The Department of Energy has made it clear that it favors a technology-somewhat-neutral, "all-of-the-above" strategy for developing energy alternatives for the US, as the new Strategic Plan 2014-2018 (PDF) states. What this looks like in the real world is another $10 million for "Technologies to Produce Advanced Biofuel Products from Biomass."
The green car rhetoric of President Obama's State Of The Union speech last night was much, much softer than it was three years ago. That was when he spoke about a million electric vehicles on the road by 2015. It was even less vociferous than last year, when Obama said we could take money given to oil and gas companies and put it into an "Energy Security Trust." So, what is the state of the green car union for 2014? In a word: renewable. In two more words: natural gas.
In the simplest terms, when higher-ethanol blend fuels spill, they can make buildings go boom. And the study that says this was funded, in part, by Chevron and Shell as well as the American Petroleum Institute, while the report was generated by Rice University in Houston. All clear on the players? Good. Let's proceed.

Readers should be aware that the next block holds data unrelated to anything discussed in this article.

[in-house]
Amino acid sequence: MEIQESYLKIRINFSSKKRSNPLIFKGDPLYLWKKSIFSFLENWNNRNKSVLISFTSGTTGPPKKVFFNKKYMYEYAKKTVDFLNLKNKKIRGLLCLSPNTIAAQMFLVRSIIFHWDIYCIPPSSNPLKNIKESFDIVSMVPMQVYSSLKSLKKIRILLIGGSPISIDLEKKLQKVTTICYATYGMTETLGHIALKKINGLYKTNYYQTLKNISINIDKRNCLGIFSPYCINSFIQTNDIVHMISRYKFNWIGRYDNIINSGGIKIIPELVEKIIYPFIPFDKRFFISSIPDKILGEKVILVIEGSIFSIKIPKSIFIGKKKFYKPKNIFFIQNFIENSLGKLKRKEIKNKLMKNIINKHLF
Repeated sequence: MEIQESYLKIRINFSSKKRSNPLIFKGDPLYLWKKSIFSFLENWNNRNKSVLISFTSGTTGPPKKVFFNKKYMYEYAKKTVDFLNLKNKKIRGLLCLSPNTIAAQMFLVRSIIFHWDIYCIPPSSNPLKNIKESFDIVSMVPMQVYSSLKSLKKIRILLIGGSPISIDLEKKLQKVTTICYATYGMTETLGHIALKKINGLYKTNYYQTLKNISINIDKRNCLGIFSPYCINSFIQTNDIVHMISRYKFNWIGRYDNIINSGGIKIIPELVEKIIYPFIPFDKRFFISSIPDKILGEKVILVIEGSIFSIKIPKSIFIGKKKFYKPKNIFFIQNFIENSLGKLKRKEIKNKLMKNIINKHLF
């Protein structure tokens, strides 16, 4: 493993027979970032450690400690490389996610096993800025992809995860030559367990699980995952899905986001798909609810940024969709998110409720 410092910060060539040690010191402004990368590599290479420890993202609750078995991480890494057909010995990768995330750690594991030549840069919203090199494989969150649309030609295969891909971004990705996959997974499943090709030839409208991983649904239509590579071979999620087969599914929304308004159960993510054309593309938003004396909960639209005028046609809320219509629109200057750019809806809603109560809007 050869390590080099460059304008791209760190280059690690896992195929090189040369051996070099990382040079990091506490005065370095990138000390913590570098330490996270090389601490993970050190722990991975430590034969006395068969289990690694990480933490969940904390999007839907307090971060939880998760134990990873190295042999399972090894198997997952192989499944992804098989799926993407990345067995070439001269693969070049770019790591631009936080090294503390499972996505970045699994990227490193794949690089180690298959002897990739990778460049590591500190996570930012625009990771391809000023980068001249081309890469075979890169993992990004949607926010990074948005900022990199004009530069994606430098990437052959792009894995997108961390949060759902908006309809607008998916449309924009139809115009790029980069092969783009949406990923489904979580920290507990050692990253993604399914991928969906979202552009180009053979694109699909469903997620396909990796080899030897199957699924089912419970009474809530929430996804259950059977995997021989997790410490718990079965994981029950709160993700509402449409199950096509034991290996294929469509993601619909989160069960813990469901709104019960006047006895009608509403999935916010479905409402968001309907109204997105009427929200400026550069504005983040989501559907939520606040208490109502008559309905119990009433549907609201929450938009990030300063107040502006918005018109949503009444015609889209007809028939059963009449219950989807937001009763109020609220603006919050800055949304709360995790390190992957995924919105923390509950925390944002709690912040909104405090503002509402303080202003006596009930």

A public meeting room was packed recently as the US Environmental Protection listened to comments about its recent Renewable Fuel Standard (RFS) decision. About 300 people packed the room, and the two sides were clearly marked. Some people were biofuel producers or Iowa farmers wearing "Don't Mess with RFS" buttons; others wore "Save my Engine" t-shirts handed out by Energy Citizens, a group funded by American Petroleum Institute.
AAA is continuing its assault against higher ethanol use in the transportation energy, speaking out in support of reducing the renewable fuel mandate for 2014. The organization said that renewable-fuel requirements need to be lowered to avoid the so-called "blend wall" that could drive up gas prices. In addition to the threat of such higher prices, AAA continued to call gasoline with a 15 percent ethanol blend, or E15, "potentially damaging" to vehicles compared to the typical 10-percent blend b